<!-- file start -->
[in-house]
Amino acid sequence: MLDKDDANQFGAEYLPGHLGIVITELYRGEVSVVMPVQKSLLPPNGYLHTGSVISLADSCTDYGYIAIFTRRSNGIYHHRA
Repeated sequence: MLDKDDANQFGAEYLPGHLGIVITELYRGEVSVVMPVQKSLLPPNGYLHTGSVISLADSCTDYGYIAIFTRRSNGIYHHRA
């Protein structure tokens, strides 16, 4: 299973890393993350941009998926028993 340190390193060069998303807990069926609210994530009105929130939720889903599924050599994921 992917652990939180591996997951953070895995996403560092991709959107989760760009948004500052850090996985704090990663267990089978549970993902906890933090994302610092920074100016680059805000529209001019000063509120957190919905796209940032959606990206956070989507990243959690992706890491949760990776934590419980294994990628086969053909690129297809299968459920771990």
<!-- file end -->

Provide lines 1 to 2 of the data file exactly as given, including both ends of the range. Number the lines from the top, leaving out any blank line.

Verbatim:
[in-house]
Amino acid sequence: MLDKDDANQFGAEYLPGHLGIVITELYRGEVSVVMPVQKSLLPPNGYLHTGSVISLADSCTDYGYIAIFTRRSNGIYHHRA